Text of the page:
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The key evidence in a professional liability action against an EP usually is the ED chart. This includes progress notes, expert consultations, imaging studies, and laboratory data — information that was available even with paper charts.
However, with the advent of electronic medical records (EMRs), “the concept of what a medical chart is, or should entail, has expanded,” says Richard F. Cahill, Esq., vice president and associate general counsel at The Doctors Company in Napa, CA.
Unlike paper charts, EMRs give “a much more detailed perspective of the relevant course of events as they progressed in real time,” Cahill explains.
With increasing frequency, counsel on both sides of professional liability litigation retain experts to review EMR data. “IT experts perform a deep dive into the available ‘raw’ information by conducting a highly technical metadata audit,” Cahill says.
Prior to EMRs, identifying and then obtaining all the relevant documentation often was burdensome and time-consuming. Paper records relevant to an ED patient’s care were maintained in several separate locations, and, in some cases, impossible to locate.
In contrast, metadata audits show who made every keystroke and at exactly what time. Every individual who reviewed the chart, made entries, and/or changed existing notes is identified. “In the new era of the electronic courtroom, key pieces of evidence can be readily displayed on monitors for simultaneous viewing by counsel, witnesses, the judge, and jurors,” Cahill notes.
Cahill says that in most claims, EMR charting helps establish that ED care comported with community standards and was performed in a timely and legally defensible manner.
Conflicts still arise regarding interpretation of data, and whether the EP used good clinical judgment. However, the basic facts, course of treatment, and reasons for the EP’s decisions are less likely to be in dispute, according to Cahill.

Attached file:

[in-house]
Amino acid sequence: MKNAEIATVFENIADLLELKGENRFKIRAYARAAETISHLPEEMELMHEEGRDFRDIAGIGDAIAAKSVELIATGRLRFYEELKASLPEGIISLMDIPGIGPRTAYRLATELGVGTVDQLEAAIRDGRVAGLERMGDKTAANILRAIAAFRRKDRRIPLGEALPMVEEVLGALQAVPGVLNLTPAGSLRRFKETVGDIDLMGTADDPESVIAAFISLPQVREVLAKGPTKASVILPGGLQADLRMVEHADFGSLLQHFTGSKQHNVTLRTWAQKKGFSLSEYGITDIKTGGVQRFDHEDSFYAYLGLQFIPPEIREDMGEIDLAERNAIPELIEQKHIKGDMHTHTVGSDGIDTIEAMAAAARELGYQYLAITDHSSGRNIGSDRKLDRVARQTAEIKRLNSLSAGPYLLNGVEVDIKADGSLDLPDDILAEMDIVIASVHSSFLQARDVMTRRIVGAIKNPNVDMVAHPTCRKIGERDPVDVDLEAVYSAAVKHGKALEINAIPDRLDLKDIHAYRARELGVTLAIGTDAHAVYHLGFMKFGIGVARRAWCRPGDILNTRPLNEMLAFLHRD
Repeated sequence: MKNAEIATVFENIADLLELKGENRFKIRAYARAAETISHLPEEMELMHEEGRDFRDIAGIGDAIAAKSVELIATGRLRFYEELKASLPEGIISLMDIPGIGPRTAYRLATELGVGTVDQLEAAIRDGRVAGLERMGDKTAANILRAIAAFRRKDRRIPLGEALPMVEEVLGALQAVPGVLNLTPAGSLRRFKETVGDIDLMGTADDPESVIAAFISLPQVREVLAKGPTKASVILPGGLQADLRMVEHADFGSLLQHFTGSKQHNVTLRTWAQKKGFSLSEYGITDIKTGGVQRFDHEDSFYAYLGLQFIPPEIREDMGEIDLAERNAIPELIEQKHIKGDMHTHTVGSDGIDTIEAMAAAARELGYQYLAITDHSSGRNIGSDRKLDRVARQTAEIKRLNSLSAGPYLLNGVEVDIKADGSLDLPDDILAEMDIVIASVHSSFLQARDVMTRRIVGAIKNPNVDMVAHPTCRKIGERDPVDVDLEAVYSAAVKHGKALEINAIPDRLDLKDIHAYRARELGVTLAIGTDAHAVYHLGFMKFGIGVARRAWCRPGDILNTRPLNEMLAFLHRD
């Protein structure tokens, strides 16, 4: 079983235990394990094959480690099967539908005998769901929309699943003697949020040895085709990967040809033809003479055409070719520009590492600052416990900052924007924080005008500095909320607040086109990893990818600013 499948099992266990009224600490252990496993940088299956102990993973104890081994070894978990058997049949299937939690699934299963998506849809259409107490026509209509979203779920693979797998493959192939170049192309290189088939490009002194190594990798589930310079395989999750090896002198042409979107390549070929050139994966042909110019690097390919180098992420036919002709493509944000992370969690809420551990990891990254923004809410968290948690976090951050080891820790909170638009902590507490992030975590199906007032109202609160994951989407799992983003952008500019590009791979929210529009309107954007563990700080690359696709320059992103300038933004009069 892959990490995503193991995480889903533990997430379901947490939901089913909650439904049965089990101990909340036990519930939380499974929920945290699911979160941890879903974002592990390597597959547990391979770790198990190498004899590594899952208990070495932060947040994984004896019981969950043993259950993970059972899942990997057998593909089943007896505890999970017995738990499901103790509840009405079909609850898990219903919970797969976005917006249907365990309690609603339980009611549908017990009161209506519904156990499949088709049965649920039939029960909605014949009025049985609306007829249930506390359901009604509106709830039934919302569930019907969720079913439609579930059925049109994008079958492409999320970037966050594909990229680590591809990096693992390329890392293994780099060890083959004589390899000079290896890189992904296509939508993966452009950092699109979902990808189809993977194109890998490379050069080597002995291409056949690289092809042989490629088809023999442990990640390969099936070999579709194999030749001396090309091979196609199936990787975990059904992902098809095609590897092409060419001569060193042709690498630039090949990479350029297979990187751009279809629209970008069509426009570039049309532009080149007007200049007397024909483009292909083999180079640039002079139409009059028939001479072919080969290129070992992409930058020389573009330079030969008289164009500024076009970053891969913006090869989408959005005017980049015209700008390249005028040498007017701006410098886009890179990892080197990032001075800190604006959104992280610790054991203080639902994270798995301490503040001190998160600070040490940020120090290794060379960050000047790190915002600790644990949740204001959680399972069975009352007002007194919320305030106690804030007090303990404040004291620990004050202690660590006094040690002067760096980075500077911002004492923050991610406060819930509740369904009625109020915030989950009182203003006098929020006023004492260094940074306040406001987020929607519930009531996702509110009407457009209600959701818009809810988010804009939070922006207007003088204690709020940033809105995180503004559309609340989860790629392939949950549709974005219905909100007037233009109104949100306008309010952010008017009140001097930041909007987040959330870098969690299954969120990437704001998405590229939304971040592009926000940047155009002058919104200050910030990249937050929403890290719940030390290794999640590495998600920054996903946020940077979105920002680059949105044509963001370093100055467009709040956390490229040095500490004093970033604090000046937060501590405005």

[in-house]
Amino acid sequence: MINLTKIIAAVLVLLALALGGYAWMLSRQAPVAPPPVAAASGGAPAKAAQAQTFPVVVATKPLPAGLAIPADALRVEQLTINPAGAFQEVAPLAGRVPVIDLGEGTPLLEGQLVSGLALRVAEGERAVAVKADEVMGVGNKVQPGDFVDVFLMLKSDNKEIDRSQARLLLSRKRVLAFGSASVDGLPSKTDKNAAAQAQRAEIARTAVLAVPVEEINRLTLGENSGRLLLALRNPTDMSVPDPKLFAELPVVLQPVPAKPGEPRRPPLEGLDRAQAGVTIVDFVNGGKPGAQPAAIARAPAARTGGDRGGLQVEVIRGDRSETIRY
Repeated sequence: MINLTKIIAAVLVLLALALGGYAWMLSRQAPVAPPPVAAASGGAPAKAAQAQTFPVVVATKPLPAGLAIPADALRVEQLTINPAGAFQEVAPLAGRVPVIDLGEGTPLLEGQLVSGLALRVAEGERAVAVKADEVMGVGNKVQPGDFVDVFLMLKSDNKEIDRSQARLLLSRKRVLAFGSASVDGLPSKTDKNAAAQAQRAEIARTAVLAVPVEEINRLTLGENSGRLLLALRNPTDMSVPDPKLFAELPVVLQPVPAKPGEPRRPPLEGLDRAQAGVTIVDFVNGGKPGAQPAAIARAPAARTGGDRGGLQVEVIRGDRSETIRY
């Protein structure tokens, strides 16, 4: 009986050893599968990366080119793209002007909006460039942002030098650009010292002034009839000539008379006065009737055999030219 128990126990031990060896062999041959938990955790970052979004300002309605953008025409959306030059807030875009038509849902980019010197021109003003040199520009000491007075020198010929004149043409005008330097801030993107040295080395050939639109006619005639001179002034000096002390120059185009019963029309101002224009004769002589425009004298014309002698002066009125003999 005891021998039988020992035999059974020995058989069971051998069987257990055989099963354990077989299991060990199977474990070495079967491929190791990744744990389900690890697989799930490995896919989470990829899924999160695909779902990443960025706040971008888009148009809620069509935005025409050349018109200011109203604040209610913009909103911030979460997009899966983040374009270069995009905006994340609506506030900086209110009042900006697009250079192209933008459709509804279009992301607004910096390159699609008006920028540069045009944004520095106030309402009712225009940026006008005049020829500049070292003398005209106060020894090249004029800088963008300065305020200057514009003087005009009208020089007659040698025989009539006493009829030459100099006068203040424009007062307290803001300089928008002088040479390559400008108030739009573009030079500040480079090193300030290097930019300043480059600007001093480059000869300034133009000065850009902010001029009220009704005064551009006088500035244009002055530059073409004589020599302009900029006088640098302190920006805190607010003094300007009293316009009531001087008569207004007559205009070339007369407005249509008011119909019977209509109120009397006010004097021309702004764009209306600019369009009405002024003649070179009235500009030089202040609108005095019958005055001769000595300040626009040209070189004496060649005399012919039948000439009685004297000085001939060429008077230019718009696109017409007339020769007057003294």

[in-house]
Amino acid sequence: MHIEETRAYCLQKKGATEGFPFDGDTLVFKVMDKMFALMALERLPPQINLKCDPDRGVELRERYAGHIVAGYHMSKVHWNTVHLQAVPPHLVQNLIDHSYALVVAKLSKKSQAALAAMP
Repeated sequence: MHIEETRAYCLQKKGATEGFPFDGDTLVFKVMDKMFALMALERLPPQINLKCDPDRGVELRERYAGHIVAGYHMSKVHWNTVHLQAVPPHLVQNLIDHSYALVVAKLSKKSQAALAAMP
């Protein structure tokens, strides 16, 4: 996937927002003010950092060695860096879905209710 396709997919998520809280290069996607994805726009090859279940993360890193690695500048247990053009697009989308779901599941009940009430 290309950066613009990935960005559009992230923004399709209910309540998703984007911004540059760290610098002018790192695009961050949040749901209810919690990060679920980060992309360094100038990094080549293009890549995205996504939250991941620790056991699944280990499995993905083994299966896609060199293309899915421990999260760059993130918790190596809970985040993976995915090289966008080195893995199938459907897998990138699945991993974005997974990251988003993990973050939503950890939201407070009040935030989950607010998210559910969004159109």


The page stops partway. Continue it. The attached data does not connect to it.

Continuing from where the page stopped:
“Surprises during the discovery phase of litigation, and incorrect evaluations by counsel as to the relative strengths and weaknesses of their cases are, in many cases, minimized,” Cahill says.
Matthew Grygorcewicz, JD, an attorney at Boston-based Hamrock, Puleo & Oh, says EMR metadata can be valuable information. It can help attorneys understand what occurred during a distant medical event that has become the subject of malpractice litigation.
“It is important to bear in mind, however, that metadata merely makes a record of when providers have interacted with the EMR,” Grygorcewicz says. Metadata is not necessarily indicative of the overall time spent with an ED patient.
“The EMR never fully records a complete picture of real-time, on-the-ground human interactions between patients, practitioners, and the entire medical team, nor is it designed to do so,” Grygorcewicz explains.
Linda M. Stimmel, JD, an attorney at Wilson Elser in Dallas, often sees plaintiff’s counsel request the EMR audit trail. “This opens up an ED to more scrutiny and deposition requests,” she says. During discovery in one malpractice case, an EMR printed incompletely. This made it look as though no ECGs were performed. “We didn’t realize for almost a year that the chart was incomplete when it was printed. It caused undue stress and legal fees,” Stimmel says.
When plaintiffs attempt to portray EMR metadata in a negative light, says Grygorcewicz, it’s up to the defense team to give the judge or jury the entire clinical picture. Defense attorneys must explain any apparent discrepancies.
“Take the example of a timestamp that appears to show a provider interacting with a patient for only five minutes in the ED,” Grygorcewicz offers.
During discovery, the EP defendant can fully explain this piece of data. “Even if the timestamp accurately reflects the duration of treatment, an explanation is still helpful,” Grygorcewicz says. It’s possible that ED care was provided that wasn’t reflected in the metadata.
“The defendant will still have the opportunity to, hopefully, explain how that amount of time was sufficient to render care, and how the care rendered was appropriate and met the standard of care,” Grygorcewicz says.
Financial Disclosure: The following individuals disclose that they have no consultant, stockholder, speaker’s bureau, research, or other financial relationships with companies having ties to this field of study: Arthur R. Derse, MD, JD, FACEP (Physician Editor); Stacey Kusterbeck (Author); Jonathan Springston (Editor); Kay Ball, RN, PhD, CNOR, FAAN, (Nurse Planner); and Shelly Morrow Mark (Executive Editor).